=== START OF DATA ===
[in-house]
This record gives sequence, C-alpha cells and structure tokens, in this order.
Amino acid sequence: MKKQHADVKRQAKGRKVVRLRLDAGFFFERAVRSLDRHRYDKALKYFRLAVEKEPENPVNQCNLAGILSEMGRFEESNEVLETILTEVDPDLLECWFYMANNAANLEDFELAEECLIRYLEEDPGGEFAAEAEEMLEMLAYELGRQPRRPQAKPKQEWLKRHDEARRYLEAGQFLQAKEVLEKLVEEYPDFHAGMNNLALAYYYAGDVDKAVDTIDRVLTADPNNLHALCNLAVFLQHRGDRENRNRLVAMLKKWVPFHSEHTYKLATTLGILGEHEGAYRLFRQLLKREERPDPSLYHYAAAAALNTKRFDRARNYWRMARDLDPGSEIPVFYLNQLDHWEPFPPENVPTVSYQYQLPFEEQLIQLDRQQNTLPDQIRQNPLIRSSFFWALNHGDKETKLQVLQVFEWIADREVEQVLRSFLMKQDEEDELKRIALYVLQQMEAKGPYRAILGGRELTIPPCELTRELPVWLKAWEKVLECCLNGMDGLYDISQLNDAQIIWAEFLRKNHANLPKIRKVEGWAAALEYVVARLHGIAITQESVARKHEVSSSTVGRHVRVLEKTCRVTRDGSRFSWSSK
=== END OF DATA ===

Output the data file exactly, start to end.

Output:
[in-house]
This record gives sequence, C-alpha cells and structure tokens, in this order.
Amino acid sequence: MKKQHADVKRQAKGRKVVRLRLDAGFFFERAVRSLDRHRYDKALKYFRLAVEKEPENPVNQCNLAGILSEMGRFEESNEVLETILTEVDPDLLECWFYMANNAANLEDFELAEECLIRYLEEDPGGEFAAEAEEMLEMLAYELGRQPRRPQAKPKQEWLKRHDEARRYLEAGQFLQAKEVLEKLVEEYPDFHAGMNNLALAYYYAGDVDKAVDTIDRVLTADPNNLHALCNLAVFLQHRGDRENRNRLVAMLKKWVPFHSEHTYKLATTLGILGEHEGAYRLFRQLLKREERPDPSLYHYAAAAALNTKRFDRARNYWRMARDLDPGSEIPVFYLNQLDHWEPFPPENVPTVSYQYQLPFEEQLIQLDRQQNTLPDQIRQNPLIRSSFFWALNHGDKETKLQVLQVFEWIADREVEQVLRSFLMKQDEEDELKRIALYVLQQMEAKGPYRAILGGRELTIPPCELTRELPVWLKAWEKVLECCLNGMDGLYDISQLNDAQIIWAEFLRKNHANLPKIRKVEGWAAALEYVVARLHGIAITQESVARKHEVSSSTVGRHVRVLEKTCRVTRDGSRFSWSSK